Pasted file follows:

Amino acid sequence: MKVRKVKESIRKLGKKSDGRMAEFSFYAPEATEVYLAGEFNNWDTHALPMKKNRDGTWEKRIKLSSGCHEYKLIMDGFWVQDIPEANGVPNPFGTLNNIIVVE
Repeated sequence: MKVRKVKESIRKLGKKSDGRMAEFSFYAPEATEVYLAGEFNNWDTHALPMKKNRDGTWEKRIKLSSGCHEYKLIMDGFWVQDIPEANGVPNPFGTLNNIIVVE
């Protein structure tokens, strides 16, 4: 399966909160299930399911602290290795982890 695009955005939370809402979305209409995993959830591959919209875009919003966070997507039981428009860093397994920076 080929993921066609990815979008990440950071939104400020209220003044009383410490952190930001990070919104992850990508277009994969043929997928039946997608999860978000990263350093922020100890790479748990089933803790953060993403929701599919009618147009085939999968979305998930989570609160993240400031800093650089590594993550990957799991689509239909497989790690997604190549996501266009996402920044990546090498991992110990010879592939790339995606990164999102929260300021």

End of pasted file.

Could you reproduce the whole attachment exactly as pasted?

Amino acid sequence: MKVRKVKESIRKLGKKSDGRMAEFSFYAPEATEVYLAGEFNNWDTHALPMKKNRDGTWEKRIKLSSGCHEYKLIMDGFWVQDIPEANGVPNPFGTLNNIIVVE
Repeated sequence: MKVRKVKESIRKLGKKSDGRMAEFSFYAPEATEVYLAGEFNNWDTHALPMKKNRDGTWEKRIKLSSGCHEYKLIMDGFWVQDIPEANGVPNPFGTLNNIIVVE
């Protein structure tokens, strides 16, 4: 399966909160299930399911602290290795982890 695009955005939370809402979305209409995993959830591959919209875009919003966070997507039981428009860093397994920076 080929993921066609990815979008990440950071939104400020209220003044009383410490952190930001990070919104992850990508277009994969043929997928039946997608999860978000990263350093922020100890790479748990089933803790953060993403929701599919009618147009085939999968979305998930989570609160993240400031800093650089590594993550990957799991689509239909497989790690997604190549996501266009996402920044990546090498991992110990010879592939790339995606990164999102929260300021």